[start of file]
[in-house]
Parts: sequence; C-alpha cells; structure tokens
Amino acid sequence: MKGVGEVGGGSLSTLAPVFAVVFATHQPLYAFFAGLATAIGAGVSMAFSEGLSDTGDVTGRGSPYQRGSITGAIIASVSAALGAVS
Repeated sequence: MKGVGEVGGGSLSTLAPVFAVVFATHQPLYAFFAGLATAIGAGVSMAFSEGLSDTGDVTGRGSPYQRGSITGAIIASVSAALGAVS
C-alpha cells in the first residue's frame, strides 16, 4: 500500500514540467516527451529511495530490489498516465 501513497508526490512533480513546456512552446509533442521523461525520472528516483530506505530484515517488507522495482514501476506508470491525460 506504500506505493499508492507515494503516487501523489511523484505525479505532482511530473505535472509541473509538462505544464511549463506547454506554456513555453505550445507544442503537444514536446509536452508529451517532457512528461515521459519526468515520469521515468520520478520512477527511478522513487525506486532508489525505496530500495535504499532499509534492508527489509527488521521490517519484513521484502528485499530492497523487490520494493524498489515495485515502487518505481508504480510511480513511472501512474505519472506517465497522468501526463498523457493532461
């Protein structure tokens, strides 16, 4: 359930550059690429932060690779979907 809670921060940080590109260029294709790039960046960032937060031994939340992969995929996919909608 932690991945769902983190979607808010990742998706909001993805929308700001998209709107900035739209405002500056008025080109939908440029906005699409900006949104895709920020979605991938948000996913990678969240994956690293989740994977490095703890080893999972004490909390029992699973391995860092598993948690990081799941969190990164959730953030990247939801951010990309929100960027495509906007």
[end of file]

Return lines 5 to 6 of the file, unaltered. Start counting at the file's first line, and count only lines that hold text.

C-alpha cells in the first residue's frame, strides 16, 4: 500500500514540467516527451529511495530490489498516465 501513497508526490512533480513546456512552446509533442521523461525520472528516483530506505530484515517488507522495482514501476506508470491525460 506504500506505493499508492507515494503516487501523489511523484505525479505532482511530473505535472509541473509538462505544464511549463506547454506554456513555453505550445507544442503537444514536446509536452508529451517532457512528461515521459519526468515520469521515468520520478520512477527511478522513487525506486532508489525505496530500495535504499532499509534492508527489509527488521521490517519484513521484502528485499530492497523487490520494493524498489515495485515502487518505481508504480510511480513511472501512474505519472506517465497522468501526463498523457493532461
């Protein structure tokens, strides 16, 4: 359930550059690429932060690779979907 809670921060940080590109260029294709790039960046960032937060031994939340992969995929996919909608 932690991945769902983190979607808010990742998706909001993805929308700001998209709107900035739209405002500056008025080109939908440029906005699409900006949104895709920020979605991938948000996913990678969240994956690293989740994977490095703890080893999972004490909390029992699973391995860092598993948690990081799941969190990164959730953030990247939801951010990309929100960027495509906007």